If you’re in a hurry to get somewhere, take notice of your urgency, and how it potentially can turn into dangerous driving. Relax and try to drive as you normally would.
Is the driver in front of you too slow? There’s no need to tailgate. Give yourself some space – it’s better for accelerating into a pass, easier to spot oncoming traffic on 2-way roads, and most of all, less taxing on your mental health. Likewise, swerving and rapidly changing lanes in traffic actually won’t likely save you any significant time and actually contributes to traffic jams.
2. Make driving a meditation. Continuing on the last point, enjoy the drive or be at peace with the moment, even if you’re in bumper-to-bumper to traffic. Meditation doesn’t necessarily mean closing your eyes, humming mantras, or listening to hypnotic audio tracks – those are one-way tickets to a serious accident. It’s more like taking thoughts as they come – negative ones, listing to-do tasks, or just the general non-stop ranting – and releasing those thoughts. You can’t free up a traffic jam, so let go of any controlling behaviour, put your focus just on driving, and don’t pre-occupy your mind with anything else.
3. Learn on the road. I’ve learned the basics of Spanish, Mandarin Chinese, and Japanese on the roads through audiobooks. I’ve also learned a thing or two on how to pick up women, start a business, and creating great habits. Audiobooks are a great way to kill the monotony of a traffic jam. At other times, I may get a great blog or dance idea and dictate my thoughts onto my phone via the voice recording application.
I know that sometimes your brain turns off, especially at the end of a long work day, and it’s really hard to concentrate on learning. In that case, there’s no point in risking falling asleep on the roads. Put on audio programs that actually engage you or just sing along with some music you like. Just avoid non-traffic related news.
4. You are not the better driver. Fact: 80% of drivers think they’re above average. Unfortunately, the math doesn’t work out. Likewise, because a 4WD SUV can roar to life and theoretically crush all surrounding compact sedans, it doesn’t make the driver the sultan of the roads. Assume you’re an average driver like everyone else and drive defensively.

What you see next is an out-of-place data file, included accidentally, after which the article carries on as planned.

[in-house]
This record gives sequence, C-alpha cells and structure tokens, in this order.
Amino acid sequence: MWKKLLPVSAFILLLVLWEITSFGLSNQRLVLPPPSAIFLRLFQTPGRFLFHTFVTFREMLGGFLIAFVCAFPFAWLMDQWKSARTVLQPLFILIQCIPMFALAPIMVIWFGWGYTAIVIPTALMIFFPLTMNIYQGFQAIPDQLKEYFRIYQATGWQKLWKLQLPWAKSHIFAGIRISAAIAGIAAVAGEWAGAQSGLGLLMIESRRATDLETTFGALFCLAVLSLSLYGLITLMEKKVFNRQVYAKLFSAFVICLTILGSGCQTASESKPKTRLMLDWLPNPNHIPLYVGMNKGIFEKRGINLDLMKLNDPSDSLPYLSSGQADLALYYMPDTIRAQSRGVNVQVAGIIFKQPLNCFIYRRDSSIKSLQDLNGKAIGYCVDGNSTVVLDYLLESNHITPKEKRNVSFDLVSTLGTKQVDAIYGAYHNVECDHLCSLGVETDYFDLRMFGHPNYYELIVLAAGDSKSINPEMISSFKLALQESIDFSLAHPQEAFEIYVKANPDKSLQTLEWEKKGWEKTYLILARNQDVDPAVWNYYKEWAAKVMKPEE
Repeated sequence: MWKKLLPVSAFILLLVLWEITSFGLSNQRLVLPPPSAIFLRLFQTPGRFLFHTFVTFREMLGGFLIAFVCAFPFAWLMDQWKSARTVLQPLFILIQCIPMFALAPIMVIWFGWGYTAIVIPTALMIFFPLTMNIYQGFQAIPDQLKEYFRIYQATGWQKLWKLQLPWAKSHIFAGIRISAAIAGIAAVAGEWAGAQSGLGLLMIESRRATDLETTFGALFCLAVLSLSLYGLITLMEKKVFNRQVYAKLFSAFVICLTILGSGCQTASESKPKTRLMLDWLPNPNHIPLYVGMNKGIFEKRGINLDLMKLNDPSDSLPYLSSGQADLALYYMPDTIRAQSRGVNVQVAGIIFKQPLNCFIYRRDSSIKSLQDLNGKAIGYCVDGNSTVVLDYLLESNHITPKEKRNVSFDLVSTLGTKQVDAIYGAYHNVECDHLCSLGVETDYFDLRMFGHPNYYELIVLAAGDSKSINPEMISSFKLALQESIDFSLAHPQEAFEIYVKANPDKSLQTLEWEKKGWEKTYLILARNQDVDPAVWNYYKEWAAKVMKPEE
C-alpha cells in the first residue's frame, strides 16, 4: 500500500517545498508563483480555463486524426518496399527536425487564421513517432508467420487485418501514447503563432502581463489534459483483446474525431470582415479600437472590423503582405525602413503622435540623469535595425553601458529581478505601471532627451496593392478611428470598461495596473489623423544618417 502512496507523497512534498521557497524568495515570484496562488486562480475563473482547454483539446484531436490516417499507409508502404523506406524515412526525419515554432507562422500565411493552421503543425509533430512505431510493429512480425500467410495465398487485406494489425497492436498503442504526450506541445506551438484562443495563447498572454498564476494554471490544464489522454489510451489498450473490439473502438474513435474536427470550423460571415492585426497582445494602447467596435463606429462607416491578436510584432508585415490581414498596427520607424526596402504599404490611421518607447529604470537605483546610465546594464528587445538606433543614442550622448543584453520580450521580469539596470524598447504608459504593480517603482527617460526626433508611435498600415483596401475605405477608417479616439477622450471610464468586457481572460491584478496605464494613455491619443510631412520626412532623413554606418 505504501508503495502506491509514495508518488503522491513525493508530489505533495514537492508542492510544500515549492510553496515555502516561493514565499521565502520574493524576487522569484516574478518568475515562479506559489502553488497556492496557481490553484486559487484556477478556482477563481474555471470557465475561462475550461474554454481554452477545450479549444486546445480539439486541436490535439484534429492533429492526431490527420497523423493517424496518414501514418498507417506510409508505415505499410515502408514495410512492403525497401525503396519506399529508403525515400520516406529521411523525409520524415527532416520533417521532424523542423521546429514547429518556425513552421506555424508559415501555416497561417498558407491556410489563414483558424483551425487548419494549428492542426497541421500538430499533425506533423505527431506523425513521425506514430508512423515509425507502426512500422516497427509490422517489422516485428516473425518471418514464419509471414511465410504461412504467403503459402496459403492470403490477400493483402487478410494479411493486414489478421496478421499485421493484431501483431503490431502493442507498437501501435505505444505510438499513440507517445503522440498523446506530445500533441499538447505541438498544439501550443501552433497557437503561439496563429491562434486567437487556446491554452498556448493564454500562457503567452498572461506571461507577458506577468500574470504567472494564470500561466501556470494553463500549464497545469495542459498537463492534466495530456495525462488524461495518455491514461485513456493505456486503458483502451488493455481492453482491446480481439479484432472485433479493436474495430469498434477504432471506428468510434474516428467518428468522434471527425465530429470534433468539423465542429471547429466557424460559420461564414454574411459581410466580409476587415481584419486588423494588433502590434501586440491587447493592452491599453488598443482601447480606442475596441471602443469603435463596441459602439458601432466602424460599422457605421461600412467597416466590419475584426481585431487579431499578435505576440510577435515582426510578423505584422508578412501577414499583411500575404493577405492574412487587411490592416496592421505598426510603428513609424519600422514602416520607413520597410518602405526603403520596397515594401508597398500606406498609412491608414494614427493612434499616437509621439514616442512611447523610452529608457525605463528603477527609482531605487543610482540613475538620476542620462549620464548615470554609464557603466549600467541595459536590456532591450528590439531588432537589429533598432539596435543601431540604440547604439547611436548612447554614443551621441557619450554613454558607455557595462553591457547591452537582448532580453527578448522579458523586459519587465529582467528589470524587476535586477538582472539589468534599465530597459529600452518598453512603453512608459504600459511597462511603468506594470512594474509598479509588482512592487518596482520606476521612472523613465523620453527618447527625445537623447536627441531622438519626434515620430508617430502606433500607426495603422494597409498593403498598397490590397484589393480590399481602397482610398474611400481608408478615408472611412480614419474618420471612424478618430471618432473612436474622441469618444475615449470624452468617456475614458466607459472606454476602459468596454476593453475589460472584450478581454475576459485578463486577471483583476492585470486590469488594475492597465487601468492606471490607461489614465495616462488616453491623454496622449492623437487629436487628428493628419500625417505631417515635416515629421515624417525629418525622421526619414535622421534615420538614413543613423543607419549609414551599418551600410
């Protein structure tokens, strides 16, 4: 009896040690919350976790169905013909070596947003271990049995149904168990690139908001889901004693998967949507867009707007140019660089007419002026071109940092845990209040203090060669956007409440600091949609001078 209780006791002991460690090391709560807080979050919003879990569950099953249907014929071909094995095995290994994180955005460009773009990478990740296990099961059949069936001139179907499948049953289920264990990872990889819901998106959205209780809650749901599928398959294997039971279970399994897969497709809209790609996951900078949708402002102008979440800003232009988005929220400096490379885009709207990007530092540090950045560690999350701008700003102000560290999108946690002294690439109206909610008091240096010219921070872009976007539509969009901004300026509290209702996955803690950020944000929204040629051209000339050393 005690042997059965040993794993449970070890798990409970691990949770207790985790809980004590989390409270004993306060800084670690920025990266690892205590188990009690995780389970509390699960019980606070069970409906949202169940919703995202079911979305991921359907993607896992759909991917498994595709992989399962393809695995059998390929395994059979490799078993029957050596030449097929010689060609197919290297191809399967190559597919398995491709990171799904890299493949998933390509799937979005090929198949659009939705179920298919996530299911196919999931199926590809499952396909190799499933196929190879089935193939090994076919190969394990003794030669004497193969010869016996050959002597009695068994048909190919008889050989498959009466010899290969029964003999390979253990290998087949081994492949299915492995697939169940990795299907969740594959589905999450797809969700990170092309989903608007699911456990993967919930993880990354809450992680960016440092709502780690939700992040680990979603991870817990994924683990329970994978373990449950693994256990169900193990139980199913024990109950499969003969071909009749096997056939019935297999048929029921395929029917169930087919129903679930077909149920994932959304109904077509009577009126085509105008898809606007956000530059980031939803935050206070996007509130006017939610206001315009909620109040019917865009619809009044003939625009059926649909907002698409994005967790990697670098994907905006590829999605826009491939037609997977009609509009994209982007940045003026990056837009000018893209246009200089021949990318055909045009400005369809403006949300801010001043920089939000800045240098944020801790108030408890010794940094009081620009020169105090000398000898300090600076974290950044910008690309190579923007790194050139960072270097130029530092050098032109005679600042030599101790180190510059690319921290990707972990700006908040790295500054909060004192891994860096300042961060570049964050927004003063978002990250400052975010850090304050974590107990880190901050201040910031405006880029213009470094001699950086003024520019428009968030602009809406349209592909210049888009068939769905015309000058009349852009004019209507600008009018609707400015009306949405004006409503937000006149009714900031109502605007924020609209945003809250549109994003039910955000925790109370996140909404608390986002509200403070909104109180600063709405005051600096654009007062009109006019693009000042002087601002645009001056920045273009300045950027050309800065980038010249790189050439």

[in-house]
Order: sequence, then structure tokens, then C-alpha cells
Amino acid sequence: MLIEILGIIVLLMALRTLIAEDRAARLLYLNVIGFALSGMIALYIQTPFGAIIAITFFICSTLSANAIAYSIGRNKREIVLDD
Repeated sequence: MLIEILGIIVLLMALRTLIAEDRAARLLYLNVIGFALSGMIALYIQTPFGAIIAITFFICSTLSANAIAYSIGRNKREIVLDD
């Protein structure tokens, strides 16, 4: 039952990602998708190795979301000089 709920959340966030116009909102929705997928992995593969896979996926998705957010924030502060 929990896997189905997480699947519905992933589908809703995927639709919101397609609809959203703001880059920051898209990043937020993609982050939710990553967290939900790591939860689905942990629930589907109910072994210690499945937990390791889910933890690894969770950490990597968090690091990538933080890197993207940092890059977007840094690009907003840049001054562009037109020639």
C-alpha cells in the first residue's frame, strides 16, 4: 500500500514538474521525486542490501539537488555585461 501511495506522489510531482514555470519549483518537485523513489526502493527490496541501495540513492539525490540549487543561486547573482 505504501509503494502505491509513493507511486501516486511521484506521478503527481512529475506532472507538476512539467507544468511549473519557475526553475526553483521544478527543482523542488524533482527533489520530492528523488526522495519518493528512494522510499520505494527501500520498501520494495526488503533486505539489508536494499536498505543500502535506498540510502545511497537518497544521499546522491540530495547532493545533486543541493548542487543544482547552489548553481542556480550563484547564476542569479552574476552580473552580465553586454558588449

5. NEVER look at the other driver (unless to say something nice). I really need to emphasize this fact. I know it’s really tempting to see who that *&%$#@ who wronged you on the road is, but really think about it. There’s NOTHING to be gained except for making judgments on the other driver’s race, gender, age, or lackluster taste in Hawaiian shirts. It’s unnecessarily confrontational, creates bad energy, and you don’t want to go down that road (no pun intended).
6. Reduce your time on the roads. If you can move closer to work, or somewhere that allows you to switch to public transportation, then do it. You can write off the expenses too if you’ve moved a substanial enough distance (usually 20 km/12.5 mi). I’ve done it in the past, and it was really worthwhile in terms of the time savings and mental health benefits.
You are not better than the other drivers, as a person. That’s it. Even if you have had no accidents, know the back roads better than you know how to dance Gangnam style , or can stick-shift drive a semi through a Himalayan mountain pass, your driving skills and know-how actually don’t make you a better person. You might be the more experienced driver, but even then, don’t let that get to your head.
In the meantime, drive safe and peacefully!
(*sumimasen – the Japanese word for ‘excuse me’, and my Japanglish word for the bad feeling I get when obligating people to go out of their way for me)